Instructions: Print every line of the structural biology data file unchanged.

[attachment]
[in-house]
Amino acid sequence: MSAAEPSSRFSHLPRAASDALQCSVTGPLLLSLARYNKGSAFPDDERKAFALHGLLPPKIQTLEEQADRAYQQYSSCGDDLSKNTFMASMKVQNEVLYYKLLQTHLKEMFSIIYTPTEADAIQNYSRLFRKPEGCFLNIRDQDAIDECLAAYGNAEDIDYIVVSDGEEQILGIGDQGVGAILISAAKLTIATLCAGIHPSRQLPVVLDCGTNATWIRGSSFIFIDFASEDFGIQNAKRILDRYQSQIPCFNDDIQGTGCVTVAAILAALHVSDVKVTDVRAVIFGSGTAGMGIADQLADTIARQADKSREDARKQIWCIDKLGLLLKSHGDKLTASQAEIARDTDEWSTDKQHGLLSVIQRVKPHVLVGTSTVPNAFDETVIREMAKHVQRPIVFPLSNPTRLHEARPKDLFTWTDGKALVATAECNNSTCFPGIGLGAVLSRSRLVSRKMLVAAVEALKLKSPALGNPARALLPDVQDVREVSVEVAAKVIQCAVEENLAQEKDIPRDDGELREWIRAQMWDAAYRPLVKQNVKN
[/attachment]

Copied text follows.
[in-house]
Amino acid sequence: MSAAEPSSRFSHLPRAASDALQCSVTGPLLLSLARYNKGSAFPDDERKAFALHGLLPPKIQTLEEQADRAYQQYSSCGDDLSKNTFMASMKVQNEVLYYKLLQTHLKEMFSIIYTPTEADAIQNYSRLFRKPEGCFLNIRDQDAIDECLAAYGNAEDIDYIVVSDGEEQILGIGDQGVGAILISAAKLTIATLCAGIHPSRQLPVVLDCGTNATWIRGSSFIFIDFASEDFGIQNAKRILDRYQSQIPCFNDDIQGTGCVTVAAILAALHVSDVKVTDVRAVIFGSGTAGMGIADQLADTIARQADKSREDARKQIWCIDKLGLLLKSHGDKLTASQAEIARDTDEWSTDKQHGLLSVIQRVKPHVLVGTSTVPNAFDETVIREMAKHVQRPIVFPLSNPTRLHEARPKDLFTWTDGKALVATAECNNSTCFPGIGLGAVLSRSRLVSRKMLVAAVEALKLKSPALGNPARALLPDVQDVREVSVEVAAKVIQCAVEENLAQEKDIPRDDGELREWIRAQMWDAAYRPLVKQNVKN